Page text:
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Future Drive


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So I've been thinking about the future of the car.

Assuming that electric cars are the future... or at least some sort of hybrid drivetrain, and that motors, engines, batterys/capacitors will continue to shrink, I was thinking that the current debate of FWD vs. RWD will change radically.

FWD's biggest selling point is that the weight of the engine is over the drive wheels. And for the car makers, its a packaging benefit. Since electrics tend to put the batterys in the center of the car, and there are many prototypes of electric motors that are located in the wheels of the car, negating the need for a large motor in the front of the car, the weight is actually shifting midship... so you are losing the public's perceived benefit of FWD.

Adding to the change will be the overhaul of the traditional car format... with car's shrinking in size, and trunks disappearing, I imagine that the front of the car needs to be utilized as a trunk... you can't really get rid of the front without sacraficing crash protection.

I imagine hybrids will only need (or be permitted by the EPA) a small engine, directly coupled to the electric system, with no transmission needed... these engines may be small enough to fit under the passengers, as well.

Of course, immediately, people are going to chime in about 4WD or AWD electric vehicles, but since these motors are expensive, there will always be the bulk of cars on the road that do not power all of the wheels... and in the future, maybe not even more than one wheel in the most inexpensive cars.

So, I ask... in the future, will RWD make a comeback because it makes more sense from a driving dynamics perspective or will the car makers continue to use the idea of FWD being better to continue the misrepresentation they have used for the last 25 years?


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Depends who you ask. Even then, their answers will change based on the reasoning.

With those who have used RWD forever without stopping, they'll see no reason to convert to FWD. With companies who have always been FWD only or who have done away with RWD for whatever reason, they'll have to analyze whether or not the cost justifies the benefit.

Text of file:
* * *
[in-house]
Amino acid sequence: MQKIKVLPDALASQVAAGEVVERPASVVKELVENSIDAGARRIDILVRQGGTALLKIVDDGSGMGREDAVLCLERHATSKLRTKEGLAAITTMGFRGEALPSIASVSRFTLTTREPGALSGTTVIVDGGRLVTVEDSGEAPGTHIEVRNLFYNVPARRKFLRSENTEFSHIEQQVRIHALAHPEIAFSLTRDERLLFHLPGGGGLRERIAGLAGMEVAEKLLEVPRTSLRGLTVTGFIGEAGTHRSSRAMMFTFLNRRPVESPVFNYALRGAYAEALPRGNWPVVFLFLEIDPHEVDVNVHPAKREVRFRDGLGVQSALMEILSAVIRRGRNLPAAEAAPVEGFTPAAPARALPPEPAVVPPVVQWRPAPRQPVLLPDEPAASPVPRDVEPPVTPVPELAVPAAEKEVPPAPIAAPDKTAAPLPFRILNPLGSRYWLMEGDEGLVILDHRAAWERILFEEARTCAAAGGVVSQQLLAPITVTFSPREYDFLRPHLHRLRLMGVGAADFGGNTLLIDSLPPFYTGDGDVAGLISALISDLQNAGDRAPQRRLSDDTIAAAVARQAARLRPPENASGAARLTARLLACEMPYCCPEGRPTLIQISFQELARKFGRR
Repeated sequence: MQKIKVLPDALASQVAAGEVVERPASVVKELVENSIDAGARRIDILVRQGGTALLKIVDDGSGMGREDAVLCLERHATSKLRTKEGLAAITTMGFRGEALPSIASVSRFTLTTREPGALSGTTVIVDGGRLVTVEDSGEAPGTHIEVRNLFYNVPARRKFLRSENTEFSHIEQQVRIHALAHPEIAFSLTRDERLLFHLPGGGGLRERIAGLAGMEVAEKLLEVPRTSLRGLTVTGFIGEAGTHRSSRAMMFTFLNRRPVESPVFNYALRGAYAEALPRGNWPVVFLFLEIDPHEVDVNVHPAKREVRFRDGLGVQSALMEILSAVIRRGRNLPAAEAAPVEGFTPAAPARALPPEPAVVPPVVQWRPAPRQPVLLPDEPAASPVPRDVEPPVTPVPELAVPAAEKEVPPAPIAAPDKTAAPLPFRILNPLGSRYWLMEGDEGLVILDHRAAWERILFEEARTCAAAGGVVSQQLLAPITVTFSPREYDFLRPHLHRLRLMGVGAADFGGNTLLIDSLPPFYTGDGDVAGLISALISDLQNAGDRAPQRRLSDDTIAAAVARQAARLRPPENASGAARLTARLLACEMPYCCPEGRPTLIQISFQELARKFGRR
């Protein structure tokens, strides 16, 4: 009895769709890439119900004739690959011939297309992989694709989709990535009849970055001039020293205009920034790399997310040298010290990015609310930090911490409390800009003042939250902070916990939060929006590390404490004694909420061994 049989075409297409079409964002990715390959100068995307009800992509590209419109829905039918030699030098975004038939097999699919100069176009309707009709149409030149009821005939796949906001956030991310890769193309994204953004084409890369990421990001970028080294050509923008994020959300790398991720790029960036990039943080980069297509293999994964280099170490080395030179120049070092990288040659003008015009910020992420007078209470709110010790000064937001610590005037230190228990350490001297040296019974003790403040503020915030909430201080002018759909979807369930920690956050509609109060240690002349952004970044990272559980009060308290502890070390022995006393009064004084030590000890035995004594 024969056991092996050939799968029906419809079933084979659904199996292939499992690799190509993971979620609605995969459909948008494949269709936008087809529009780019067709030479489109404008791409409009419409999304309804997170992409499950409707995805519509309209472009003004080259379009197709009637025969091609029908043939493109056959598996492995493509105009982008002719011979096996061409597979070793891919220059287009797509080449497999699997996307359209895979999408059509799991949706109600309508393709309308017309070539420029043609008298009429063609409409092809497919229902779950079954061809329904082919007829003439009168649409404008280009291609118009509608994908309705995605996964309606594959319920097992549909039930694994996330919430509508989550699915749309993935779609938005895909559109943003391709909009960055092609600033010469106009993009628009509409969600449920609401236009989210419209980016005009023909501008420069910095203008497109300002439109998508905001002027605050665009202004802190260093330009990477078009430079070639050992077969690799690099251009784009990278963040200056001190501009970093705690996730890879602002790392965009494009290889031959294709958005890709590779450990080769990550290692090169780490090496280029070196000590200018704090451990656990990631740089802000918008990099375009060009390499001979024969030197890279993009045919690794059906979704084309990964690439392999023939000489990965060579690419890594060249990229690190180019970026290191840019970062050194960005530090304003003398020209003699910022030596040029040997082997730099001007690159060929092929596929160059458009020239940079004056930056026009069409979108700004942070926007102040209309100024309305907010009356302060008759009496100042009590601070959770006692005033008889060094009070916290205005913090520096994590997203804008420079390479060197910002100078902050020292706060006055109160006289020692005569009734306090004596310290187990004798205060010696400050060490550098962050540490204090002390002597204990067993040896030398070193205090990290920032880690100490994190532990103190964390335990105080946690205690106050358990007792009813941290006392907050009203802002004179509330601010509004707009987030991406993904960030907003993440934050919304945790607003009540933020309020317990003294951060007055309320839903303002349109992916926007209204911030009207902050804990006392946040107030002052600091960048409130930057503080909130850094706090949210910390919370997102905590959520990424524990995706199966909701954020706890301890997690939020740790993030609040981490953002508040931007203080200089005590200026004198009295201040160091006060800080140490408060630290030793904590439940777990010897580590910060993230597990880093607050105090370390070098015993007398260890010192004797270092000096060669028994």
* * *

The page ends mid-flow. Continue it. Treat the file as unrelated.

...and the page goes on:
Personally, I think that both will persist. I'm betting that RWD will pick up in the future, however.

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FWD is pretty intrinsically more controllable for inexperienced/unskilled drivers. Weight over the front wheels is only part of it. However, stability control systems and such should help tremendously with keeping control, so that advantage for FWD should diminish somewhat.

As far as configuration options, it seems several are likely to be tried in an electric-drive setup:

- 1 motor driving both rear wheels (perhaps only one wheel at a time via a differential)

- 1 motor driving both front wheels (perhaps only one wheel at a time via a differential)

- 1 motor driving all wheels (similar to current awd or 4wd systems)

- 2 motors driving rear wheels

- 2 motors driving front wheels

- 4 motors driving all wheels

The 1 motor setups all have costs in materials and space due to differentials, axles, etc. It's likely that for lower priced cars, those costs will be more than worthwhile to avoid the cost of an extra motor, but higher priced vehicles may find it worthwhile to use a multi-motor setup to help with space and driving dynamics. We may see electric motor pricing come down enough that someday it'll be worth it to use multi-motor setups in all vehicles.

I think in the shorter term, hybrid and electric vehicles will largely appeal to people looking for either mpgs or for "green" reasons. While those concerns aren't necessarily exclusive from performance interests, IMO people who are concerned enough with mpgs and "green" concerns tend to be much less interested in performance, and would be content with or even prefer FWD. I fully expect that because of this, hybrid and electric vehicles will be hugely dominated by FWD designs.

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